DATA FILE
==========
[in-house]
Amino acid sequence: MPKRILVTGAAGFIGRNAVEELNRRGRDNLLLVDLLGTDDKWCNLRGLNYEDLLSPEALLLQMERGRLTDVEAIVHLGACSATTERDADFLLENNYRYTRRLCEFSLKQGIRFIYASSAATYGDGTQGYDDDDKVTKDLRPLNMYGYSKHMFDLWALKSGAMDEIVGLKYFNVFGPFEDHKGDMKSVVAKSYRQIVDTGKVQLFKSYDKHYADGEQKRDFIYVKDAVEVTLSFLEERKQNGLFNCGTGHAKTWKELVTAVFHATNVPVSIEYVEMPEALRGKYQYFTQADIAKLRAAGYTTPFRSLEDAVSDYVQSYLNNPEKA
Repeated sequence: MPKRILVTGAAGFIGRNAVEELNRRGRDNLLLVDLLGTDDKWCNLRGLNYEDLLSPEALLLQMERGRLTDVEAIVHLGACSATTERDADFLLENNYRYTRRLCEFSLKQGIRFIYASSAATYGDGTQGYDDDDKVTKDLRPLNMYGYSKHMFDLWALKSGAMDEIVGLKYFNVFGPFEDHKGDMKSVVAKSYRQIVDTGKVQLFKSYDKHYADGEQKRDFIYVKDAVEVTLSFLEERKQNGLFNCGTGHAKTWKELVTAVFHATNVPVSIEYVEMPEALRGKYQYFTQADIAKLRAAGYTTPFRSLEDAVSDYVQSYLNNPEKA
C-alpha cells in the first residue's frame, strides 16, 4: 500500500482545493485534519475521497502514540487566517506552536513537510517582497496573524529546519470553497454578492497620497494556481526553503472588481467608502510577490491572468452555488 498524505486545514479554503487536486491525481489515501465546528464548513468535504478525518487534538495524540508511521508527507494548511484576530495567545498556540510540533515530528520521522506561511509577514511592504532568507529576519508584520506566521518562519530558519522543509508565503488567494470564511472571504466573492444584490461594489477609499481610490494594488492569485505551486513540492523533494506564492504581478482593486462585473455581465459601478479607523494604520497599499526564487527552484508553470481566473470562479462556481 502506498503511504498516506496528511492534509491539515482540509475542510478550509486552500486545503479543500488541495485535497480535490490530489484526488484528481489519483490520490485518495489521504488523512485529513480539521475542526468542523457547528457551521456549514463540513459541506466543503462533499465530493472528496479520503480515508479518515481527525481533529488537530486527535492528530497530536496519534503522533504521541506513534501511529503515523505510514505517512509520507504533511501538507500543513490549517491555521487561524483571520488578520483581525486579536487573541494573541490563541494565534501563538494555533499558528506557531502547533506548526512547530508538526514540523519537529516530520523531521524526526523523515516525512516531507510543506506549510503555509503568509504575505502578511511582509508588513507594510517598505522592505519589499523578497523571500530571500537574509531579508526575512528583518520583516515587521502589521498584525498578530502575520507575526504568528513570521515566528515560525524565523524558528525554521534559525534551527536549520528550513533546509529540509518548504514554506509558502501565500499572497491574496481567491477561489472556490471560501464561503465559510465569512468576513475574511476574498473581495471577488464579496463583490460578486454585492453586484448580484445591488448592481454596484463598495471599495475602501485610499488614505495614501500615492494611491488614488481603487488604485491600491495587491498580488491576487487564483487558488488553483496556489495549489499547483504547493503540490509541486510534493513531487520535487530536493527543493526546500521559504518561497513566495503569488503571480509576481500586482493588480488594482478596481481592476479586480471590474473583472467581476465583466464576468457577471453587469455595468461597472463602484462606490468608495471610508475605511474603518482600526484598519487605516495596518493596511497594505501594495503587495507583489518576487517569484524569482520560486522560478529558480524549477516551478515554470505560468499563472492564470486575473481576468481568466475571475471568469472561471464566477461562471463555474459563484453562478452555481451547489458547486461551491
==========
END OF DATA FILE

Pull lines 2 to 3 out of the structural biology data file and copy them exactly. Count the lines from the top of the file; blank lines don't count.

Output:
Amino acid sequence: MPKRILVTGAAGFIGRNAVEELNRRGRDNLLLVDLLGTDDKWCNLRGLNYEDLLSPEALLLQMERGRLTDVEAIVHLGACSATTERDADFLLENNYRYTRRLCEFSLKQGIRFIYASSAATYGDGTQGYDDDDKVTKDLRPLNMYGYSKHMFDLWALKSGAMDEIVGLKYFNVFGPFEDHKGDMKSVVAKSYRQIVDTGKVQLFKSYDKHYADGEQKRDFIYVKDAVEVTLSFLEERKQNGLFNCGTGHAKTWKELVTAVFHATNVPVSIEYVEMPEALRGKYQYFTQADIAKLRAAGYTTPFRSLEDAVSDYVQSYLNNPEKA
Repeated sequence: MPKRILVTGAAGFIGRNAVEELNRRGRDNLLLVDLLGTDDKWCNLRGLNYEDLLSPEALLLQMERGRLTDVEAIVHLGACSATTERDADFLLENNYRYTRRLCEFSLKQGIRFIYASSAATYGDGTQGYDDDDKVTKDLRPLNMYGYSKHMFDLWALKSGAMDEIVGLKYFNVFGPFEDHKGDMKSVVAKSYRQIVDTGKVQLFKSYDKHYADGEQKRDFIYVKDAVEVTLSFLEERKQNGLFNCGTGHAKTWKELVTAVFHATNVPVSIEYVEMPEALRGKYQYFTQADIAKLRAAGYTTPFRSLEDAVSDYVQSYLNNPEKA